Virginia Tech's Feed the Future Innovation Lab for Integrated Pest Management Innovation Lab (IPM) has been awarded $18 million in funding by the United States Agency for International Development (USAID) to begin stage five of their global research initiative.

“The main purpose (of the new stage) is to improve the lives of farmers in the developing world,” said Amer Fayad, the associate director of the IPM Innovation Lab.

The IPM Innovation Lab is one of 24 Feed the Future Innovation Labs in the nation. The purpose of these labs is to focus on research specifically related to the issues of agriculture, according to the Office of International Research, Education and Development Director of Communications Miriam Rich.

Virginia Tech’s individual Innovation Lab opened in 1993 and has since completed four phases of pest management research in 17 different countries. According to Farad, the IPM Innovation Lab was involved with an intervention to control the papaya mealybug that resulted in $500 million to $1.5 billion in economic benefits. 

The upcoming fifth phase is expected to last five years and to include a possible amount of $23 million in supplemental funding. A majority of the work will be done in Asia and Africa.

The lab will specifically be focused on improving pesticides and fertilizers, analyzing exported crops, studying invasive species and making pest management products financially feasible.

“We are working to link the public and the private sectors in the countries where we work,” Farad said. “We will work with NGOs and the private sector to ensure that products are developed and affordable to farmers.”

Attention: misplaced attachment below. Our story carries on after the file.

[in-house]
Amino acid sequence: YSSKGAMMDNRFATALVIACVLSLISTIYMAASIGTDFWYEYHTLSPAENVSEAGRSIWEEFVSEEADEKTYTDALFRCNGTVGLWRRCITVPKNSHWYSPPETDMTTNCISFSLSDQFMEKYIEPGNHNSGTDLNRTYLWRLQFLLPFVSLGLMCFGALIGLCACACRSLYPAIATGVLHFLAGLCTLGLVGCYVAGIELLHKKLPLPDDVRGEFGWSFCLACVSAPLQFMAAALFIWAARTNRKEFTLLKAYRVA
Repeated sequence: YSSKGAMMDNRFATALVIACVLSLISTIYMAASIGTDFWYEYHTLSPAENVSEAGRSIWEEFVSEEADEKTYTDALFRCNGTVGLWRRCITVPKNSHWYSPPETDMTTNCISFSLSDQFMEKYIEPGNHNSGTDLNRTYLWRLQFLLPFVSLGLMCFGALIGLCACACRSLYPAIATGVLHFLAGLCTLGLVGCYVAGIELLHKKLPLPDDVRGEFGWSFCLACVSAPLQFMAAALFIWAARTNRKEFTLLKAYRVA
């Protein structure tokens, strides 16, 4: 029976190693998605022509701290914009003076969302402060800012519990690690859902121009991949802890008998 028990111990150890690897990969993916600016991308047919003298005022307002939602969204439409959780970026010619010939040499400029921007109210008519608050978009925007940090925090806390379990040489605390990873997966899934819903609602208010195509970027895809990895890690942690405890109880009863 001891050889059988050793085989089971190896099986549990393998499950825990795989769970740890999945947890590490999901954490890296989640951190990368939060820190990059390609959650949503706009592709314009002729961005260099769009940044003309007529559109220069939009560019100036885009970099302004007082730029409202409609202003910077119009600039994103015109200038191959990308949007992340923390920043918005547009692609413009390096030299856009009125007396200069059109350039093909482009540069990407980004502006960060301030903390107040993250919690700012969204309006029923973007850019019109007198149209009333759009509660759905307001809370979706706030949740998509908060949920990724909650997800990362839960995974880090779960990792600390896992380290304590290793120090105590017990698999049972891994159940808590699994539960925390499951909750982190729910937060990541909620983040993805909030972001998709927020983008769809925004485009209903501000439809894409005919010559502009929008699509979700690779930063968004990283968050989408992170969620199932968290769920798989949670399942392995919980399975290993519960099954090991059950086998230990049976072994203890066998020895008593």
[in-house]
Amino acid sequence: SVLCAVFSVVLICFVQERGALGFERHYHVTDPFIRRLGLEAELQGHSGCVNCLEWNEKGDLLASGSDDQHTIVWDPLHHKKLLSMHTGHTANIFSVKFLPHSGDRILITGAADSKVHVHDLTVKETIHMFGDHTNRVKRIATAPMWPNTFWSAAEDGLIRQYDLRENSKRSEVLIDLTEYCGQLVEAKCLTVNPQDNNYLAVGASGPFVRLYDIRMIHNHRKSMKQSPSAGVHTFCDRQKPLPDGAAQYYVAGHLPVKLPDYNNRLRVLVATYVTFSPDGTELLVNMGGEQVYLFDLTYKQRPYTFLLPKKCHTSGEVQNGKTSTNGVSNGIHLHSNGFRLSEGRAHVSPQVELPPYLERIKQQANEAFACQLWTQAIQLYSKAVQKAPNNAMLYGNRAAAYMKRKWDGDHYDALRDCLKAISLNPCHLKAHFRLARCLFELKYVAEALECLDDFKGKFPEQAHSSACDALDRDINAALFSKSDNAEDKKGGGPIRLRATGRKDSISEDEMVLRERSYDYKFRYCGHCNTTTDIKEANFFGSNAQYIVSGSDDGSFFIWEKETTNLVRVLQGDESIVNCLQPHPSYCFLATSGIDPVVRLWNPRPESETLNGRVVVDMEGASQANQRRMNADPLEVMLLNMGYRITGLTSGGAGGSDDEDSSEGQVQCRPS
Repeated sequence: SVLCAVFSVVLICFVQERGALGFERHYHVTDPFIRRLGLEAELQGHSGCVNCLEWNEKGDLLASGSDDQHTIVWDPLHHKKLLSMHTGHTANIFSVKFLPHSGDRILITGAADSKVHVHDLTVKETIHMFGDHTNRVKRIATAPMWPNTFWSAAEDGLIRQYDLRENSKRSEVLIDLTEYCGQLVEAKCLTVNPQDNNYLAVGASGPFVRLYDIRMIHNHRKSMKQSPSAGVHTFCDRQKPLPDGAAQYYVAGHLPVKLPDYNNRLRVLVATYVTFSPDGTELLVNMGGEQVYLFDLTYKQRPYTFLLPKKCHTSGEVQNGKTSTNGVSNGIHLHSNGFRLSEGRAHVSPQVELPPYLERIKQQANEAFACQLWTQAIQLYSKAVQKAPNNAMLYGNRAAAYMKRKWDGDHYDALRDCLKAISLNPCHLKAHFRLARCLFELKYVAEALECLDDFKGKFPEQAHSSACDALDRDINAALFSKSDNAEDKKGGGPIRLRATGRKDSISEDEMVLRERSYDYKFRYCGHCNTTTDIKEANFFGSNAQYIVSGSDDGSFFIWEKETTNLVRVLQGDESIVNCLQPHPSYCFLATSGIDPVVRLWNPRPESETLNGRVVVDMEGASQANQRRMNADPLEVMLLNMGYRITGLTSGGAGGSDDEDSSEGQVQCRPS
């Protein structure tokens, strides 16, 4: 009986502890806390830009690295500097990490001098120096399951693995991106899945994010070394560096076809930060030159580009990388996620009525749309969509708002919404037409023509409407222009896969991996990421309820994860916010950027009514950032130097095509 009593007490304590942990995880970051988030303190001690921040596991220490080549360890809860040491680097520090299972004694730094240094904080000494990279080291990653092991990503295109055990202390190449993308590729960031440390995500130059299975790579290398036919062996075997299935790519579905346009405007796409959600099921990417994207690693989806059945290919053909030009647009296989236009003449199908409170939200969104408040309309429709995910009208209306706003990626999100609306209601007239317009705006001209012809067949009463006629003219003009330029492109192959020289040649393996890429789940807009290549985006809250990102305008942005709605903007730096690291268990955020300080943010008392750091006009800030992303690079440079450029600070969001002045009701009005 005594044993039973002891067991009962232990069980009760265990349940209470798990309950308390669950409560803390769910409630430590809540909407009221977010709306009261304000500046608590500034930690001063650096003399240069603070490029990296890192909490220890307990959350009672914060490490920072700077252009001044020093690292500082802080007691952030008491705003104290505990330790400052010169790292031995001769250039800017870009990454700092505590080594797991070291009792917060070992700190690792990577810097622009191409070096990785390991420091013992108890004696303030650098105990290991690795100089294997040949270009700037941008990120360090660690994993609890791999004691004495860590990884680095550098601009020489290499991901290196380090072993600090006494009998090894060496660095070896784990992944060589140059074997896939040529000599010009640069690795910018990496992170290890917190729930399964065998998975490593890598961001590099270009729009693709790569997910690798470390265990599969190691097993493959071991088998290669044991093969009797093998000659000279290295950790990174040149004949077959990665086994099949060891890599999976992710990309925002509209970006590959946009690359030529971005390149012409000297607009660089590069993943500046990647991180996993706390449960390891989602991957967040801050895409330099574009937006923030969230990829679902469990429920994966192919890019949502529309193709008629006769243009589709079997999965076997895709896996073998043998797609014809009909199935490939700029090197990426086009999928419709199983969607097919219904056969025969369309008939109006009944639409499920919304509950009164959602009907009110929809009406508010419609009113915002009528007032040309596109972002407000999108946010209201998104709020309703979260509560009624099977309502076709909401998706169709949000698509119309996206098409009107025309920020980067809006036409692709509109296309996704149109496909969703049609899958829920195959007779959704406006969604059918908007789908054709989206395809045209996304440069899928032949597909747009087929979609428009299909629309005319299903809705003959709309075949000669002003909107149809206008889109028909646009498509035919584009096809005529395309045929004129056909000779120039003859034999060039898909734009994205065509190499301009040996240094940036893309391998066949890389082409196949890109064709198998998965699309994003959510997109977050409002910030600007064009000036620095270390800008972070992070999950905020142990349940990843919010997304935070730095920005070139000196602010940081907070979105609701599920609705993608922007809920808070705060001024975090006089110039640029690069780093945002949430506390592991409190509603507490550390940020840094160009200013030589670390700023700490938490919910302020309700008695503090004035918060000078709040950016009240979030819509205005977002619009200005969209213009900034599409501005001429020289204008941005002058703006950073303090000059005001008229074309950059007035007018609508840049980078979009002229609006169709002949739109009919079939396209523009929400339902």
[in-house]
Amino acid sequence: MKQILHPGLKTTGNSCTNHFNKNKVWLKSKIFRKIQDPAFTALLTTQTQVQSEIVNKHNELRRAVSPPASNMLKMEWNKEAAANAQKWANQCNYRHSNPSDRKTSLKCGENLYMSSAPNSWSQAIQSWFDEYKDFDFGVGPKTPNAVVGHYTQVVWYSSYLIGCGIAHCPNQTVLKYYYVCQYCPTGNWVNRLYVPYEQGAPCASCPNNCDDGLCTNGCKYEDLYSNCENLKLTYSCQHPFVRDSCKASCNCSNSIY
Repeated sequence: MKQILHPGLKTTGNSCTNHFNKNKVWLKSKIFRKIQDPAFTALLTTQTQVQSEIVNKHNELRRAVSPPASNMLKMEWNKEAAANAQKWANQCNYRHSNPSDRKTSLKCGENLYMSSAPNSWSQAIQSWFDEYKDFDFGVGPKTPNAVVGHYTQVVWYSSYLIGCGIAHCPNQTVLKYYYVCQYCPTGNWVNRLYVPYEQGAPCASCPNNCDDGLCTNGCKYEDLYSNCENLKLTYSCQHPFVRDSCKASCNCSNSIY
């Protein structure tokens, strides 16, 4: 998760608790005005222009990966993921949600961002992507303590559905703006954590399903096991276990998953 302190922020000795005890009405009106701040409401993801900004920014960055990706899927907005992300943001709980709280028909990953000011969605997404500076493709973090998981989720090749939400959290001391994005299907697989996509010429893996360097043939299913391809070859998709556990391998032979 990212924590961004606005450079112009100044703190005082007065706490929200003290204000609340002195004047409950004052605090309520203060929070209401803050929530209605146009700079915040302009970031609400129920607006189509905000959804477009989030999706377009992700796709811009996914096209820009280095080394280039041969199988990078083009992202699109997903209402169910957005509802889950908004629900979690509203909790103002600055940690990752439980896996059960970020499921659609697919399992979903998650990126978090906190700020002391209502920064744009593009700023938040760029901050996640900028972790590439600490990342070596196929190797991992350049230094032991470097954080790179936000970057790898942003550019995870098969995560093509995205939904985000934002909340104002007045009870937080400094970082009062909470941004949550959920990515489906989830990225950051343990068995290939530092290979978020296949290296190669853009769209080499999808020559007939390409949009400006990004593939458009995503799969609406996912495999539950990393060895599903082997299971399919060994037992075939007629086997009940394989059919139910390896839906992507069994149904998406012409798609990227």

Fayad believes that the research will ultimately prove to be beneficial to the lives of farmers worldwide.

“The major impact will be raising the living standards of farmers,” Fayad said. “When farmers are producing more crops they can secure additional income.”

The impact of the research will extend beyond enriching the individual financial lives of farmers to improving the environment as a whole.

“Water quality will improve and crop quality will improve,” Fayad said. “(The improvement) will affect the health of the people.”

Rich added that the indirect impacts will also be substantial, especially for underdeveloped countries.

“The hope is that as the standard of living improves the political stability also improves,” Rich said.

USAID awarded the funding in part after Virginia Senator Tim Kaine issued a letter of support urging the agency to select Virginia Tech.

Kaine endorsed Virginia Tech’s research ability, writing "as a former Governor and now serving U.S. Senator for Virginia, I know well that Virginia Tech’s research capabilities are unmatched in the Commonwealth.”

The office of Senator Kaine expressed the senator’s belief that Virginia Tech’s research will have profound economic global implications.

Rich believes that Virginia Tech was awarded the funding due to the quality of the lab’s capabilities.

“We got the funding because of our experts and our expertise,” Rich said. “They know that we’re reliable, that we’re going to be around for a while.”

Though the Innovation Lab is focused on the upcoming phase Fayad stated that the lab would be eager to expand on their work in additional phases.

“If USAID decides to extend (the lab) to another round we will definitely continue,” Fayad said.

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